By Alex Harper
If there is a light to the end of the tunnel of the dog days of summer birding in the Mojave Desert, it begins sometime in September. The warmest and most uncomfortable days are mostly behind us, and the birds register this too. If you struggled to get outside in August, you’ll find the birding opportunities more motivating.
The movements that began in August are only more amplified in September. Shorebirds have been engaging in southbound movement for weeks now, congregating around reservoirs, wetlands, the Las Vegas Wash, and ephemerally flooded dry lakes. Avocets, curlews and Wilson’s Phalaropes pour in from the kettle ponds of the Great Plains or lakes of the Great Basin. Yellowlegs and Solitary Sandpipers transit on their way from the spruce bogs of Canada and Alaska, and dowitchers and Red-necked Phalaropes may be coming from open tundra of the northern edges of the North American continent. Adults are the first to arrive in late summer; first of year birds tend to arrive later, needing time to learn how to feed and fatten up on their own after being born earlier in the year.
Riparian areas and parks begin to invite and harbor more songbirds. These birds may be coming from breeding territories throughout the Western Lower 48. In the weeks that follow, we will see birds that are arriving from farther distances. This makes sense; songbirds that are departing from Alaska and Canada tend not to arrive before birds that started their autumn migration somewhere in northern Nevada, Idaho, or eastern Oregon, for example. It stands to reason that the Orange-crowned Warblers, some of the Yellow Warblers, Western Tanagers, and Black-headed Grosbeaks that we see in early September may not have come from too far away to get here. The first Wilson’s Warblers that we see are probably from neighboring states as opposed to ones coming from British Columbia or the Yukon.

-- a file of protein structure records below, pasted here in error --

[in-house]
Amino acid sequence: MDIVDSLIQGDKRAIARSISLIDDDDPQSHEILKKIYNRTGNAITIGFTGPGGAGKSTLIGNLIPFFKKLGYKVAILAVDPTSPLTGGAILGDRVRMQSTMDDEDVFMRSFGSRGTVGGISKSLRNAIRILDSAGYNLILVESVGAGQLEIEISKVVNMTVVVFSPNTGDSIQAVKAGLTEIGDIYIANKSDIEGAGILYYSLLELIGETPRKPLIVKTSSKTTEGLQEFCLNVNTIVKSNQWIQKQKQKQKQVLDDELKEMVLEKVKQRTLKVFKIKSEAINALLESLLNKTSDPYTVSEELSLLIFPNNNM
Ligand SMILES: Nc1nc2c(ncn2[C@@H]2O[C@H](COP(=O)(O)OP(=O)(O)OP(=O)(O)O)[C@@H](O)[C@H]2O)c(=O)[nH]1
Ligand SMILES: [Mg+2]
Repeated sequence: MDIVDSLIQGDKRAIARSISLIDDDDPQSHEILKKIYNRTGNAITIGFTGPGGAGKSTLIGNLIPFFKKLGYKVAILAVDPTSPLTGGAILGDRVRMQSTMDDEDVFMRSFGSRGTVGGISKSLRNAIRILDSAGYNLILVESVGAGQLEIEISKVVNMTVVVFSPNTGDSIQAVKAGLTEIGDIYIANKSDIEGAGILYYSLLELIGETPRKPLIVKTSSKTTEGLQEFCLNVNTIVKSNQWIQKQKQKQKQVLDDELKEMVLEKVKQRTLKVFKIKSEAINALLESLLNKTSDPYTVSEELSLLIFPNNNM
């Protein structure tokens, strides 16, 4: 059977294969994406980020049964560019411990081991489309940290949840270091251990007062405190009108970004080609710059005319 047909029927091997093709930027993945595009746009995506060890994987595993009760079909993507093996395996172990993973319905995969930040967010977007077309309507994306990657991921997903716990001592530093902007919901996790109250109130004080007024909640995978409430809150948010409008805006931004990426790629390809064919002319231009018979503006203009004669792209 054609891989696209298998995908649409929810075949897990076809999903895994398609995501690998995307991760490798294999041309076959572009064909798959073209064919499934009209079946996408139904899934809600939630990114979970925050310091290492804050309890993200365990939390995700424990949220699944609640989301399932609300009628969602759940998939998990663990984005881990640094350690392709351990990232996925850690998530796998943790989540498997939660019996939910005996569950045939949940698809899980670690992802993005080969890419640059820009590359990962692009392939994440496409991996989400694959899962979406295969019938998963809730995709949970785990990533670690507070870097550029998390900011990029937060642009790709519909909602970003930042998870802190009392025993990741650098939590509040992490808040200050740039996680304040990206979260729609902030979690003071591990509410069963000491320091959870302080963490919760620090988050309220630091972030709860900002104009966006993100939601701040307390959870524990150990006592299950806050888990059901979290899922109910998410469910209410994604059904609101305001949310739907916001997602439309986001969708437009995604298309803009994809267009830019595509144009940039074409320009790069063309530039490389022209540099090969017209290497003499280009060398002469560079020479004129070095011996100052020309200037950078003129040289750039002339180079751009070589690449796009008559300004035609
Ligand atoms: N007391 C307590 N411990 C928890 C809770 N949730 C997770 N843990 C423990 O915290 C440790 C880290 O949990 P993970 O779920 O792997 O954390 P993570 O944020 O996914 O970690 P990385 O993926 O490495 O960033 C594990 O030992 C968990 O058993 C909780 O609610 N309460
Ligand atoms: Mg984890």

Additionally, it is the insect-eating birds that we observe the most in September. Flycatchers, vireos, warblers and tanagers need to vacate out of the areas where insect activity can be quickly shut down by the first cold fronts. These birds make haste to destinations that support insect and invertebrate activity year-round, such as the Sonoran Desert, lowland Mexico, and tropical regions of Central America. Birds that can rely on seeds have more flexibility since their food-sources aren’t affected by temperature in the same ways. Sparrows may begin to appear more in October while finches may not begin to peak until November.
Interesting birds are often observed by the vigilant, and the vigilant are up early and at the “honey holes” at the right times. These sites include Cactus Springs, Corn Creek Field Station, Floyd Lamb at Tule Springs, Clark County Wetlands and Henderson Bird Viewing Preserve, but virtually any park can attract higher volumes of birds. Infrequently seen or rare birds are often at sites amongst the regularly occurring birds for the same reasons that the habitat is attractive-looking and may have “retentive qualities” such as water, reliable food sources, and safety from predators. Outside of the suburban and urban Las Vegas Valley, spring-fed canyons can be especially interesting to visit. Local birders have discovered that finding a picnic table along Deer Creek in the Spring Mountains can be a relaxing way to watch songbirds as they strengthen up, hydrate and bathe in a more natural setting.